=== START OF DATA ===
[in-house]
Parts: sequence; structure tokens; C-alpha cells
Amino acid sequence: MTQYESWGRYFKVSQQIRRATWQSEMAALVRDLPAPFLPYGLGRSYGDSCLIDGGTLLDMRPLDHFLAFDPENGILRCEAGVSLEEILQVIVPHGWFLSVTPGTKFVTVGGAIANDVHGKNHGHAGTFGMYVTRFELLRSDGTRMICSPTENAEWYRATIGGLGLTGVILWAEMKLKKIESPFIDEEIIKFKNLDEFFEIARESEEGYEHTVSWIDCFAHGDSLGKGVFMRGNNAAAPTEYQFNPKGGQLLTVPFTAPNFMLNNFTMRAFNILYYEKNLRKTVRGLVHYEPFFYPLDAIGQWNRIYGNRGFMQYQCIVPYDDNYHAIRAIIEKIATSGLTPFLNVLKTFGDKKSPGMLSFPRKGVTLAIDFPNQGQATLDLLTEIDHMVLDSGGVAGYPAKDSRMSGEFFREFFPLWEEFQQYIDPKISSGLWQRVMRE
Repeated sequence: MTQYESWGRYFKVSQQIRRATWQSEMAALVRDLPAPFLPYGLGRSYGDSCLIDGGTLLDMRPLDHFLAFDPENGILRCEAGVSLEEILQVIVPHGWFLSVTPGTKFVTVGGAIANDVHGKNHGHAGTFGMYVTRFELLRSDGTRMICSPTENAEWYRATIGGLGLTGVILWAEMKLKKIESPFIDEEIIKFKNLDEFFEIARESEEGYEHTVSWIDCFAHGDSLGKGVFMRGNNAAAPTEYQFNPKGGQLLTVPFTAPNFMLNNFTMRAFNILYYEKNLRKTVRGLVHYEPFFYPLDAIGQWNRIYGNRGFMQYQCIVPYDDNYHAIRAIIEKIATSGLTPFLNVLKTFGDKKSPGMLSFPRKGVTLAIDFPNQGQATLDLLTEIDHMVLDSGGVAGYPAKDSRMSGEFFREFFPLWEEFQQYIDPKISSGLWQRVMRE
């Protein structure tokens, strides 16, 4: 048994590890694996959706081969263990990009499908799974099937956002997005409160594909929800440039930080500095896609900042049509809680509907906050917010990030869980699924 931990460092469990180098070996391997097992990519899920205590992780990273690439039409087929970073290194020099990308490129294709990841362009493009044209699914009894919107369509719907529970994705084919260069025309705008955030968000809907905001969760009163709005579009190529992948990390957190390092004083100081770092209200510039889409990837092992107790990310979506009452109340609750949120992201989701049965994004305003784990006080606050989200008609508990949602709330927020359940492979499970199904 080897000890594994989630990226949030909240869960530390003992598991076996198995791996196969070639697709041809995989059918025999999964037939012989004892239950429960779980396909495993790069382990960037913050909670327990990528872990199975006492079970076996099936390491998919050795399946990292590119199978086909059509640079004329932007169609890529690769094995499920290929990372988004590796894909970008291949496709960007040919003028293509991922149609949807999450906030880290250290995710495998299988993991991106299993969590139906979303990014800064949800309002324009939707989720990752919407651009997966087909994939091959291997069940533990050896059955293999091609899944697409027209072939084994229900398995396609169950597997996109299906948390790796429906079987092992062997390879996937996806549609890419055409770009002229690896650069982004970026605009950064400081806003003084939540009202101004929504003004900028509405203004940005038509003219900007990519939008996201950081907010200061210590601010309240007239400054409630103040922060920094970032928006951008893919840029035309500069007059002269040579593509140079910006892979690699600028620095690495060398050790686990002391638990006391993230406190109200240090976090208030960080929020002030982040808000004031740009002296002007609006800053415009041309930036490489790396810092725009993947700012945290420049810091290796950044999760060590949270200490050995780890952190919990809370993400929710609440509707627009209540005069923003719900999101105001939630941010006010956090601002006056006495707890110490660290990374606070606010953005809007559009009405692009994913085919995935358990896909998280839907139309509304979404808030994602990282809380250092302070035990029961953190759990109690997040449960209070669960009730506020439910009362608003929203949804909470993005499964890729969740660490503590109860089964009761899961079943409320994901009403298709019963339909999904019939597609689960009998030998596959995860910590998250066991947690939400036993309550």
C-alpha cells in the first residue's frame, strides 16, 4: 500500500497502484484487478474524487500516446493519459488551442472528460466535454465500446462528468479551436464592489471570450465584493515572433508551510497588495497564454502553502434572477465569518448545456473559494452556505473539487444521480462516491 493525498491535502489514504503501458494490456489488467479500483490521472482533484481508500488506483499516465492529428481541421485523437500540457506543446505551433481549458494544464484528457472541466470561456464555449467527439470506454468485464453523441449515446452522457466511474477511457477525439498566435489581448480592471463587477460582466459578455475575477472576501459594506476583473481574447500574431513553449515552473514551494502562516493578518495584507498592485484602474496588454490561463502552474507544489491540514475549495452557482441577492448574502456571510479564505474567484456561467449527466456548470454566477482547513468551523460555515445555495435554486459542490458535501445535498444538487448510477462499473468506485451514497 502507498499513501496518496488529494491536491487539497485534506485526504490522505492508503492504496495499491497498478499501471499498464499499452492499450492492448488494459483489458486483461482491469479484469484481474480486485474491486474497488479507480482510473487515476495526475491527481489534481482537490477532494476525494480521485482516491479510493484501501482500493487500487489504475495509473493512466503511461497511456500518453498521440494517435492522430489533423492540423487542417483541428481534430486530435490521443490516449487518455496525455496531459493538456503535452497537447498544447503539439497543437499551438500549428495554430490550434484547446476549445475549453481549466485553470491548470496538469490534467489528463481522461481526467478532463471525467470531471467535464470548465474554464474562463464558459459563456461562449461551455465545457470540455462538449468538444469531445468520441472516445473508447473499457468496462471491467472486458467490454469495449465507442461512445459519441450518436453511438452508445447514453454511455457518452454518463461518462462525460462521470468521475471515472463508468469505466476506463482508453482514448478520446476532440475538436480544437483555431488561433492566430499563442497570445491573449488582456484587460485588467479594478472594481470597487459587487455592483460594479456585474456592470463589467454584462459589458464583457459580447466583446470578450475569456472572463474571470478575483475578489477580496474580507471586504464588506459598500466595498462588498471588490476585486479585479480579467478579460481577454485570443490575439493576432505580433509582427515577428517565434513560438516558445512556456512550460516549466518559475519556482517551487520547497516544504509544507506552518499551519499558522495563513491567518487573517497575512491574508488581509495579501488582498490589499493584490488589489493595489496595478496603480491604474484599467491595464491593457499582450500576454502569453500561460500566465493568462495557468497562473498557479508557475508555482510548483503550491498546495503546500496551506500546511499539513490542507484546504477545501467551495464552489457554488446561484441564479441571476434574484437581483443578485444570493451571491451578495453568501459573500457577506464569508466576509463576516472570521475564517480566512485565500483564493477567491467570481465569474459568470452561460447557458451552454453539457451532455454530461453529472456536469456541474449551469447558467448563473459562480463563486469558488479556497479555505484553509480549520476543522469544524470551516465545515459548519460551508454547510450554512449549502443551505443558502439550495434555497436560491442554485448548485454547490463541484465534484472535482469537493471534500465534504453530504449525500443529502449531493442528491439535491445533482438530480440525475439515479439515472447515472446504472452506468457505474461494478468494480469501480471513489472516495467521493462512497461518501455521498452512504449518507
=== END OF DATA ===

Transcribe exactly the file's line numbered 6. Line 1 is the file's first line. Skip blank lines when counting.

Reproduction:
C-alpha cells in the first residue's frame, strides 16, 4: 500500500497502484484487478474524487500516446493519459488551442472528460466535454465500446462528468479551436464592489471570450465584493515572433508551510497588495497564454502553502434572477465569518448545456473559494452556505473539487444521480462516491 493525498491535502489514504503501458494490456489488467479500483490521472482533484481508500488506483499516465492529428481541421485523437500540457506543446505551433481549458494544464484528457472541466470561456464555449467527439470506454468485464453523441449515446452522457466511474477511457477525439498566435489581448480592471463587477460582466459578455475575477472576501459594506476583473481574447500574431513553449515552473514551494502562516493578518495584507498592485484602474496588454490561463502552474507544489491540514475549495452557482441577492448574502456571510479564505474567484456561467449527466456548470454566477482547513468551523460555515445555495435554486459542490458535501445535498444538487448510477462499473468506485451514497 502507498499513501496518496488529494491536491487539497485534506485526504490522505492508503492504496495499491497498478499501471499498464499499452492499450492492448488494459483489458486483461482491469479484469484481474480486485474491486474497488479507480482510473487515476495526475491527481489534481482537490477532494476525494480521485482516491479510493484501501482500493487500487489504475495509473493512466503511461497511456500518453498521440494517435492522430489533423492540423487542417483541428481534430486530435490521443490516449487518455496525455496531459493538456503535452497537447498544447503539439497543437499551438500549428495554430490550434484547446476549445475549453481549466485553470491548470496538469490534467489528463481522461481526467478532463471525467470531471467535464470548465474554464474562463464558459459563456461562449461551455465545457470540455462538449468538444469531445468520441472516445473508447473499457468496462471491467472486458467490454469495449465507442461512445459519441450518436453511438452508445447514453454511455457518452454518463461518462462525460462521470468521475471515472463508468469505466476506463482508453482514448478520446476532440475538436480544437483555431488561433492566430499563442497570445491573449488582456484587460485588467479594478472594481470597487459587487455592483460594479456585474456592470463589467454584462459589458464583457459580447466583446470578450475569456472572463474571470478575483475578489477580496474580507471586504464588506459598500466595498462588498471588490476585486479585479480579467478579460481577454485570443490575439493576432505580433509582427515577428517565434513560438516558445512556456512550460516549466518559475519556482517551487520547497516544504509544507506552518499551519499558522495563513491567518487573517497575512491574508488581509495579501488582498490589499493584490488589489493595489496595478496603480491604474484599467491595464491593457499582450500576454502569453500561460500566465493568462495557468497562473498557479508557475508555482510548483503550491498546495503546500496551506500546511499539513490542507484546504477545501467551495464552489457554488446561484441564479441571476434574484437581483443578485444570493451571491451578495453568501459573500457577506464569508466576509463576516472570521475564517480566512485565500483564493477567491467570481465569474459568470452561460447557458451552454453539457451532455454530461453529472456536469456541474449551469447558467448563473459562480463563486469558488479556497479555505484553509480549520476543522469544524470551516465545515459548519460551508454547510450554512449549502443551505443558502439550495434555497436560491442554485448548485454547490463541484465534484472535482469537493471534500465534504453530504449525500443529502449531493442528491439535491445533482438530480440525475439515479439515472447515472446504472452506468457505474461494478468494480469501480471513489472516495467521493462512497461518501455521498452512504449518507